– Do not stop automating for following reasons:
– Don’t have time right now
– Tragedy of commons – not interested in automating (self interest over groups long term interest)
– Lack of familiarity on automation tools
– Underestimate the future frequency of the task
– Not internalising the time savings over a long time horizon
– Activities where automation can help include:
– Validating that a piece of code, an interaction, or a system behaves as expected
– Extracting, transforming, and summarizing data
– Detecting spikes in the error rate
– Building and deploying software to new machines
– Capturing and restoring database snapshots
– Periodically running batch computations
– Restarting a web service
– Checking code to ensure it conforms to style guidelines
– Training a machine learning model
– Managing user accounts or user data
– Adding or removing a server to or from a group of services
Important: Automation can produce diminishing returns as you move from automating mechanics to automating decision-making. Given your finite time, focus first on automating mechanics. Simplify a complicated chain of 12 commands into a single script that unambiguously does what you want. Only after you’ve picked all the low-hanging fruit should you try to address the much harder problem of automating smart decisions.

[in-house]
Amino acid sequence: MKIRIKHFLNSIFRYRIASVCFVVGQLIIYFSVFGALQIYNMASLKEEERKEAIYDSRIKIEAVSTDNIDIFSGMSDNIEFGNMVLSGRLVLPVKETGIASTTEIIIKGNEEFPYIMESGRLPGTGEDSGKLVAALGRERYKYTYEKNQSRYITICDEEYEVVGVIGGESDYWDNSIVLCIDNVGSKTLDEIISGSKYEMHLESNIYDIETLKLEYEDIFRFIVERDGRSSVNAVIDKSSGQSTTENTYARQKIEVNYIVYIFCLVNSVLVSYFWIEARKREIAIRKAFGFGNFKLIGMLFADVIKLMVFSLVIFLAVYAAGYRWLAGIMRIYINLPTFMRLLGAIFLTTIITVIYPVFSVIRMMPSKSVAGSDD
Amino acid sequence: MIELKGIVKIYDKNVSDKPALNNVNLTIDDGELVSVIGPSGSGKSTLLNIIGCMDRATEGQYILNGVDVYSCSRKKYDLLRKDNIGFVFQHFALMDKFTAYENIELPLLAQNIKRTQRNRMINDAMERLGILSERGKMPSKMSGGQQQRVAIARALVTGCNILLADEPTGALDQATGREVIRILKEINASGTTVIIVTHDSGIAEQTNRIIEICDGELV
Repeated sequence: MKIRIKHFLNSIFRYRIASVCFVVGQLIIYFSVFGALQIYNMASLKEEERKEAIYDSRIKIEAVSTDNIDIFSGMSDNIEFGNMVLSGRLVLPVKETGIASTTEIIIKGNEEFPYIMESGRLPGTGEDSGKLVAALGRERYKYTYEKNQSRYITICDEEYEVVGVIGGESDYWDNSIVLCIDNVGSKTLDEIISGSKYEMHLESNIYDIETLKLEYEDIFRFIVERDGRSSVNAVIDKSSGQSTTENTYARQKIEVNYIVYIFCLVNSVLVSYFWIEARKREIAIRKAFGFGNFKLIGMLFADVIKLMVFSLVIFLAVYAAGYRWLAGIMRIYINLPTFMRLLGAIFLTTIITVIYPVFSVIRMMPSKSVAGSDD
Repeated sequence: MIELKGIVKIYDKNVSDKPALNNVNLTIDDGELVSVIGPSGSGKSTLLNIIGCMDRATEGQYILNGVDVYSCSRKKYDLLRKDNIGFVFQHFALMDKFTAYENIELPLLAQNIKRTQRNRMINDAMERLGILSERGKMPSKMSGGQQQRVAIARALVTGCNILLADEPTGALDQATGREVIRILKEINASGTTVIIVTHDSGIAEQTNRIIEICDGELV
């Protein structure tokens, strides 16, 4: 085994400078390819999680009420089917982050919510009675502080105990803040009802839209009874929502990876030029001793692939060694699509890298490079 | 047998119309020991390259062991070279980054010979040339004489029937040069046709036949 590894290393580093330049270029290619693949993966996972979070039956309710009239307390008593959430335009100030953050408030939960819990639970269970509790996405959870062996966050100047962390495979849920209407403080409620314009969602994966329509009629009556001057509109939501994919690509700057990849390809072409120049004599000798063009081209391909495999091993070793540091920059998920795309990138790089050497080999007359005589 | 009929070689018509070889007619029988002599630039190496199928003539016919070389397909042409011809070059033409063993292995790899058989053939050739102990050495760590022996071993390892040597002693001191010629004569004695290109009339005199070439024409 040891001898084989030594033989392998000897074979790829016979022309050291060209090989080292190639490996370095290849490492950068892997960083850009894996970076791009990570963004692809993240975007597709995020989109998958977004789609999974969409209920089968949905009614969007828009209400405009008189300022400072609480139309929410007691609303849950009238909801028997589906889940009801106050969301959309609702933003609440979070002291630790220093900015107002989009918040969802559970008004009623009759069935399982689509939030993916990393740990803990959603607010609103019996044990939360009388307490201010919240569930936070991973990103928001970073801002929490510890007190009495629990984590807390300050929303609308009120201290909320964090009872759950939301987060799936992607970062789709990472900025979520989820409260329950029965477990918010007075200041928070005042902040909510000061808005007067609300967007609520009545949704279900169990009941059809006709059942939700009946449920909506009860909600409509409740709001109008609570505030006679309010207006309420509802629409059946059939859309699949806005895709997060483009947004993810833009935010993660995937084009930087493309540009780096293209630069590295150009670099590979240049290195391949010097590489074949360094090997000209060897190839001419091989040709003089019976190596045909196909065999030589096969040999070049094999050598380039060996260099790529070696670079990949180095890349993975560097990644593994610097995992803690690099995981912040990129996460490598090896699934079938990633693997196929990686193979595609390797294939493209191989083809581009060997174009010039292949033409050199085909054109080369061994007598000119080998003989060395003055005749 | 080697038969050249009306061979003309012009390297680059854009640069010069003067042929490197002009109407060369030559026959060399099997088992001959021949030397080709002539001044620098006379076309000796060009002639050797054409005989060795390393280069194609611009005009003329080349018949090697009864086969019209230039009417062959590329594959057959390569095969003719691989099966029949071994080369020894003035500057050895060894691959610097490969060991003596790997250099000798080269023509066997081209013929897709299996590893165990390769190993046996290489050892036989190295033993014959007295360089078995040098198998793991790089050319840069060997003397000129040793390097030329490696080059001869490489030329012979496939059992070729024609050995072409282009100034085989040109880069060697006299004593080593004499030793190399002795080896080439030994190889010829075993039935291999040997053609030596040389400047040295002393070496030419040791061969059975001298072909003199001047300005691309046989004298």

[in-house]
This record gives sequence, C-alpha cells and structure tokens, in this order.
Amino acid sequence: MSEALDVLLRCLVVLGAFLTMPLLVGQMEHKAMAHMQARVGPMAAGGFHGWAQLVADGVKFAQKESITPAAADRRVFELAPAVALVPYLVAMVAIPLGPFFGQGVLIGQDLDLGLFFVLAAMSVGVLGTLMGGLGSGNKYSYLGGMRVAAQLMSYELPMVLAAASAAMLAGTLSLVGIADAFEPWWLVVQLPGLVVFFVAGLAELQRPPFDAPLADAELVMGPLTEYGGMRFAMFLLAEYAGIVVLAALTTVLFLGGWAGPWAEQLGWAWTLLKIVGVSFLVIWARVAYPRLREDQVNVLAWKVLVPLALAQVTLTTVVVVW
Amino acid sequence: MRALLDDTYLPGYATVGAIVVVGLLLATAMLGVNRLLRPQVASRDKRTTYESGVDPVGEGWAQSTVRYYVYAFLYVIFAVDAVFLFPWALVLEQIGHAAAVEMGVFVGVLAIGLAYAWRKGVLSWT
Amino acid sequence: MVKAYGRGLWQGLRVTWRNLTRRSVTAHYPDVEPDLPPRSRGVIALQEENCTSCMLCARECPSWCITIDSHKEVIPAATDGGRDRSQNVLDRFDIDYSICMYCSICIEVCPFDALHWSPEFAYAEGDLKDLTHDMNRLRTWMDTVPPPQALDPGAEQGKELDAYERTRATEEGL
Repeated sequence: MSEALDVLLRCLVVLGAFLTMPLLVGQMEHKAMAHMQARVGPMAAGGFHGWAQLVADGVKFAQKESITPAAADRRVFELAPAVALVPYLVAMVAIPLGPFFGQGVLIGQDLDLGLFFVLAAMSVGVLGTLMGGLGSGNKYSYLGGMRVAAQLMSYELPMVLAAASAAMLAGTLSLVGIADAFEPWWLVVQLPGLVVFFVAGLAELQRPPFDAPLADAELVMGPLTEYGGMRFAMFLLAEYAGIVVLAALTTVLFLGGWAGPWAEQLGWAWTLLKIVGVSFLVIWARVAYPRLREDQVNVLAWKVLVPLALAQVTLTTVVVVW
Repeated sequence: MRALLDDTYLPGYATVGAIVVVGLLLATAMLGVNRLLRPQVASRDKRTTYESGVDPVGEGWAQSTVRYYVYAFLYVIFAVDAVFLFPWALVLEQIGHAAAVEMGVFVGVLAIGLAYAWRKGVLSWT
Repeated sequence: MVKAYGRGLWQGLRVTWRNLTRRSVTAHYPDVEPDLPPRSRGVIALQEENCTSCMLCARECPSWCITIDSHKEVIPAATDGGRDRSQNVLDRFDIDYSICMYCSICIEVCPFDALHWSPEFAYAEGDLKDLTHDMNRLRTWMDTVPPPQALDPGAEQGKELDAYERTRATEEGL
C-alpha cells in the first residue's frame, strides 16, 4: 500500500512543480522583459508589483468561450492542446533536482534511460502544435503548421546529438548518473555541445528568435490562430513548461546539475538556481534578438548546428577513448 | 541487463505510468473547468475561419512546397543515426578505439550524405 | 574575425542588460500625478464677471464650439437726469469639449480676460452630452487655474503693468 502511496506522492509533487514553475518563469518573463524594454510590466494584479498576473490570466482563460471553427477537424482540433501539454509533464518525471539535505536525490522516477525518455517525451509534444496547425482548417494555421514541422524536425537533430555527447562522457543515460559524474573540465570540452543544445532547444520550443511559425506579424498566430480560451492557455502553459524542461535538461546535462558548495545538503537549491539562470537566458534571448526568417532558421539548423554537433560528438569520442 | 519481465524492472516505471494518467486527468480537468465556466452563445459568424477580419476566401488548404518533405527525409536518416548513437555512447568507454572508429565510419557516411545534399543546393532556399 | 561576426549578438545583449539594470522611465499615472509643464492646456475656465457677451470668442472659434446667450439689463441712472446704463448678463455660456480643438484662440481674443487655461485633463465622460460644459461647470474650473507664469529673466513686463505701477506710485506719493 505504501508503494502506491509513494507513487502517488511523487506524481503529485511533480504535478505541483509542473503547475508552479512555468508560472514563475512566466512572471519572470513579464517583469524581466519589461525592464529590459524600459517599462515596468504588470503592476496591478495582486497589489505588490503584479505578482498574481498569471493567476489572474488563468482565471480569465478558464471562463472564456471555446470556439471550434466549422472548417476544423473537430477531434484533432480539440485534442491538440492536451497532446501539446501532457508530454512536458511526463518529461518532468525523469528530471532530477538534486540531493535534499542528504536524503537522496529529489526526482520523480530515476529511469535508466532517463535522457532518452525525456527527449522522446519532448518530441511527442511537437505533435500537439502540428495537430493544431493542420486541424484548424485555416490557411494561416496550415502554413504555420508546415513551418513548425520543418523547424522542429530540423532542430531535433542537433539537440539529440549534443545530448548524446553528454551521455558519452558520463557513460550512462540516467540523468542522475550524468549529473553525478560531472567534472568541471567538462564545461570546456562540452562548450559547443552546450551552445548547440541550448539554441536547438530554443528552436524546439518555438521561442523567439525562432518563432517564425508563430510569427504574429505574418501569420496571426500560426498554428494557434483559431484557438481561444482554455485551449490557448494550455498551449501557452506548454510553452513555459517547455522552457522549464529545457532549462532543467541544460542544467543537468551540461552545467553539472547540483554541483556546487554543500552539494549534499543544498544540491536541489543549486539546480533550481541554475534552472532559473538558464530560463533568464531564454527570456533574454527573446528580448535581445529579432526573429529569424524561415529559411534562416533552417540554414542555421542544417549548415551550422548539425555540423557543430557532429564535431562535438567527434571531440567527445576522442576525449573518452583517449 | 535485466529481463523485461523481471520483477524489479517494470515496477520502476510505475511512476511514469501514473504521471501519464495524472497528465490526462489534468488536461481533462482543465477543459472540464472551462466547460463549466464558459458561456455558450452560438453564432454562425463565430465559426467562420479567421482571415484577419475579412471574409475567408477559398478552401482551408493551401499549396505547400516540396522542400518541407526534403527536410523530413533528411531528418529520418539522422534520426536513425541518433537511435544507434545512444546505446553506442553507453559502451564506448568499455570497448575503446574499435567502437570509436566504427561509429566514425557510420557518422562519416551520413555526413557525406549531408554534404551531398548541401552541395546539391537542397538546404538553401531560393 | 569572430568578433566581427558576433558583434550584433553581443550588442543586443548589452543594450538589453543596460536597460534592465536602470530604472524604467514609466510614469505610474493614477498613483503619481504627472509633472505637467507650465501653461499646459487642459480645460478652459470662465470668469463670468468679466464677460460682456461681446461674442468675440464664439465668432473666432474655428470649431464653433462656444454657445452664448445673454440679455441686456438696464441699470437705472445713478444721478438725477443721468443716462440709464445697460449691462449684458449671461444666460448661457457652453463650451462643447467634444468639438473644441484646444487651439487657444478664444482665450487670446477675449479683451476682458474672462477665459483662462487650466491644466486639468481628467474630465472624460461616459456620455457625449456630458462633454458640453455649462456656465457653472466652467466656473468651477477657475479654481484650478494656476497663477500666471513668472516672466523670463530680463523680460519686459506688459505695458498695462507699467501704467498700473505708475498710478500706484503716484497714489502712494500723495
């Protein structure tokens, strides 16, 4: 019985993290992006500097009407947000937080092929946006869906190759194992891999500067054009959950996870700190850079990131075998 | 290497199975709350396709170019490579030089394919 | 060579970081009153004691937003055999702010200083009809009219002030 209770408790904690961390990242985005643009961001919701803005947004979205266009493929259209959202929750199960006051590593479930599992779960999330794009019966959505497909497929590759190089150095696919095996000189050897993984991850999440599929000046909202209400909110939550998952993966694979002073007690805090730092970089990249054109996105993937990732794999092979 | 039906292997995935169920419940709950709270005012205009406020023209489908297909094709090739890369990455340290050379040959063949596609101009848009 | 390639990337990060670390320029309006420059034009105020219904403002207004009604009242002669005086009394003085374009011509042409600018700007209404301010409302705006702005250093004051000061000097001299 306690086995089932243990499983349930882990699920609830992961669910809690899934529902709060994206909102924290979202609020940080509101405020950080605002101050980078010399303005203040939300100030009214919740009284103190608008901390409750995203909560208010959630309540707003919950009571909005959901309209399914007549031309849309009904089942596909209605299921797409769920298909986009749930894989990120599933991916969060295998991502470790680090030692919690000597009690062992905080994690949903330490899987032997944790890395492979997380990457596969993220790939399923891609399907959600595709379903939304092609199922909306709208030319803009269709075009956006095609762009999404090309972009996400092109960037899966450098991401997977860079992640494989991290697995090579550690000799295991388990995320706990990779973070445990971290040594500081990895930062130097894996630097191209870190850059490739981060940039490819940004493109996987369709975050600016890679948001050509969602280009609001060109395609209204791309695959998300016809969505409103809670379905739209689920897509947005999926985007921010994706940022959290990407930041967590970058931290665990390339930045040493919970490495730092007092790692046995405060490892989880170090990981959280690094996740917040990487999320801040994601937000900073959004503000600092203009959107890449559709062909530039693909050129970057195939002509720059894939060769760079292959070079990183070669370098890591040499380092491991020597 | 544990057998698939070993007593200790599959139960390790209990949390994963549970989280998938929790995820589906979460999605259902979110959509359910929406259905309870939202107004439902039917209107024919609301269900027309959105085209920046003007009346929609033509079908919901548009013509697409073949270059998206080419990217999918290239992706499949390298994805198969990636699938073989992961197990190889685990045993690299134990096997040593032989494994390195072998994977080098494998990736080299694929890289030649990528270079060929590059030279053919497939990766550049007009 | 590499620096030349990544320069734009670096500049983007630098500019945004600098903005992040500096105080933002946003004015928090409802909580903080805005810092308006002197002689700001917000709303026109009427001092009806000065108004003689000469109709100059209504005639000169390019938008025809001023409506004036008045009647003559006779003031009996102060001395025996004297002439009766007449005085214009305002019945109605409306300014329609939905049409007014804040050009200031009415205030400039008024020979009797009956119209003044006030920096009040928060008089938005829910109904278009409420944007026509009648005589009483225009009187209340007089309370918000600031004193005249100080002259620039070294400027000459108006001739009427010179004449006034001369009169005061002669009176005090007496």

Make your batch process idempotent – Aim for idempotence and reentrancy
“Scripts executing a sequence of actions without human intervention is known as batch processes.”
“An idempotent process produces the same results regardless of whether it’s run once or multiple times.”
– The ability to run infrequent processes at a more frequent rate than strictly necessary, to expose problems sooner
– When idempotence isn’t possible, structuring a batch process so that it’s at least retryable or reentrant can still help.
– A retryable or reentrant process is able to complete successfully after a previous interrupted call.
– A process that’s not reentrant typically leaves side effects on some global state that prevents it from successfully completing on a retry.